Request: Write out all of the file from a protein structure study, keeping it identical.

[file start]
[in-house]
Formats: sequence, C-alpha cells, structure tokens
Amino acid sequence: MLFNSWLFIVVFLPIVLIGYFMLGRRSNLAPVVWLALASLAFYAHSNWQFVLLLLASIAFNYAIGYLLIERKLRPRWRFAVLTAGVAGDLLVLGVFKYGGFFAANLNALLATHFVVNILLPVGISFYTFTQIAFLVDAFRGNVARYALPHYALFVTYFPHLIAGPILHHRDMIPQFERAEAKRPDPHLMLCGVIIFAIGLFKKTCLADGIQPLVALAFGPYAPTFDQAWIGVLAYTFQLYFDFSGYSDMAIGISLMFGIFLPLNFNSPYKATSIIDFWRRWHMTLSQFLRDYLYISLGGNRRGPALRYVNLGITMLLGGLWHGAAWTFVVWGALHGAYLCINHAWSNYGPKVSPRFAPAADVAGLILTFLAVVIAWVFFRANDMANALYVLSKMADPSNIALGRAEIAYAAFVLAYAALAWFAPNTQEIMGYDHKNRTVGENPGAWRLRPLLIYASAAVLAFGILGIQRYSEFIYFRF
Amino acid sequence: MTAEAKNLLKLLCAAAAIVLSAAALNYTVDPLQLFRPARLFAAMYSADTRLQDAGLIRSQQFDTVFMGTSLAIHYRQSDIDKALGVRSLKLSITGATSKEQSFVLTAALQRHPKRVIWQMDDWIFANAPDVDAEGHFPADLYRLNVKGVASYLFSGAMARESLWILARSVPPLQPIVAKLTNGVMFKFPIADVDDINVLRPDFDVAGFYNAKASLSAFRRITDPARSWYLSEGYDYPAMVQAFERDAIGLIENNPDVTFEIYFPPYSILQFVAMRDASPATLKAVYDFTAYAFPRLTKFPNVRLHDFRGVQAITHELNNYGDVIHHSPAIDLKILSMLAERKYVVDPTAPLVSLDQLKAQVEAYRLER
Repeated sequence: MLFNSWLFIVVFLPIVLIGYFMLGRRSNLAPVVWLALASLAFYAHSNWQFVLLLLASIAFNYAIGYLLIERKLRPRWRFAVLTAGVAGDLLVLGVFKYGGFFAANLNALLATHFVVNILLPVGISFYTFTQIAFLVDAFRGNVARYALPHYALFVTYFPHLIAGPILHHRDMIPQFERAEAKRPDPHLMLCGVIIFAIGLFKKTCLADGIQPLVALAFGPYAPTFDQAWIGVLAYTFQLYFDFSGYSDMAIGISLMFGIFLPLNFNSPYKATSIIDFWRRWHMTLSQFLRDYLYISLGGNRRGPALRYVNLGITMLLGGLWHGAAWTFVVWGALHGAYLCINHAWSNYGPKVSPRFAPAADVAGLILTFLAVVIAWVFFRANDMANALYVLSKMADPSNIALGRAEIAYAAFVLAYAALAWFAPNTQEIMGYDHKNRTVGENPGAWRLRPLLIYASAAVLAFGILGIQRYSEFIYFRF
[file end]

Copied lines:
[in-house]
Formats: sequence, C-alpha cells, structure tokens
Amino acid sequence: MLFNSWLFIVVFLPIVLIGYFMLGRRSNLAPVVWLALASLAFYAHSNWQFVLLLLASIAFNYAIGYLLIERKLRPRWRFAVLTAGVAGDLLVLGVFKYGGFFAANLNALLATHFVVNILLPVGISFYTFTQIAFLVDAFRGNVARYALPHYALFVTYFPHLIAGPILHHRDMIPQFERAEAKRPDPHLMLCGVIIFAIGLFKKTCLADGIQPLVALAFGPYAPTFDQAWIGVLAYTFQLYFDFSGYSDMAIGISLMFGIFLPLNFNSPYKATSIIDFWRRWHMTLSQFLRDYLYISLGGNRRGPALRYVNLGITMLLGGLWHGAAWTFVVWGALHGAYLCINHAWSNYGPKVSPRFAPAADVAGLILTFLAVVIAWVFFRANDMANALYVLSKMADPSNIALGRAEIAYAAFVLAYAALAWFAPNTQEIMGYDHKNRTVGENPGAWRLRPLLIYASAAVLAFGILGIQRYSEFIYFRF
Amino acid sequence: MTAEAKNLLKLLCAAAAIVLSAAALNYTVDPLQLFRPARLFAAMYSADTRLQDAGLIRSQQFDTVFMGTSLAIHYRQSDIDKALGVRSLKLSITGATSKEQSFVLTAALQRHPKRVIWQMDDWIFANAPDVDAEGHFPADLYRLNVKGVASYLFSGAMARESLWILARSVPPLQPIVAKLTNGVMFKFPIADVDDINVLRPDFDVAGFYNAKASLSAFRRITDPARSWYLSEGYDYPAMVQAFERDAIGLIENNPDVTFEIYFPPYSILQFVAMRDASPATLKAVYDFTAYAFPRLTKFPNVRLHDFRGVQAITHELNNYGDVIHHSPAIDLKILSMLAERKYVVDPTAPLVSLDQLKAQVEAYRLER
Repeated sequence: MLFNSWLFIVVFLPIVLIGYFMLGRRSNLAPVVWLALASLAFYAHSNWQFVLLLLASIAFNYAIGYLLIERKLRPRWRFAVLTAGVAGDLLVLGVFKYGGFFAANLNALLATHFVVNILLPVGISFYTFTQIAFLVDAFRGNVARYALPHYALFVTYFPHLIAGPILHHRDMIPQFERAEAKRPDPHLMLCGVIIFAIGLFKKTCLADGIQPLVALAFGPYAPTFDQAWIGVLAYTFQLYFDFSGYSDMAIGISLMFGIFLPLNFNSPYKATSIIDFWRRWHMTLSQFLRDYLYISLGGNRRGPALRYVNLGITMLLGGLWHGAAWTFVVWGALHGAYLCINHAWSNYGPKVSPRFAPAADVAGLILTFLAVVIAWVFFRANDMANALYVLSKMADPSNIALGRAEIAYAAFVLAYAALAWFAPNTQEIMGYDHKNRTVGENPGAWRLRPLLIYASAAVLAFGILGIQRYSEFIYFRF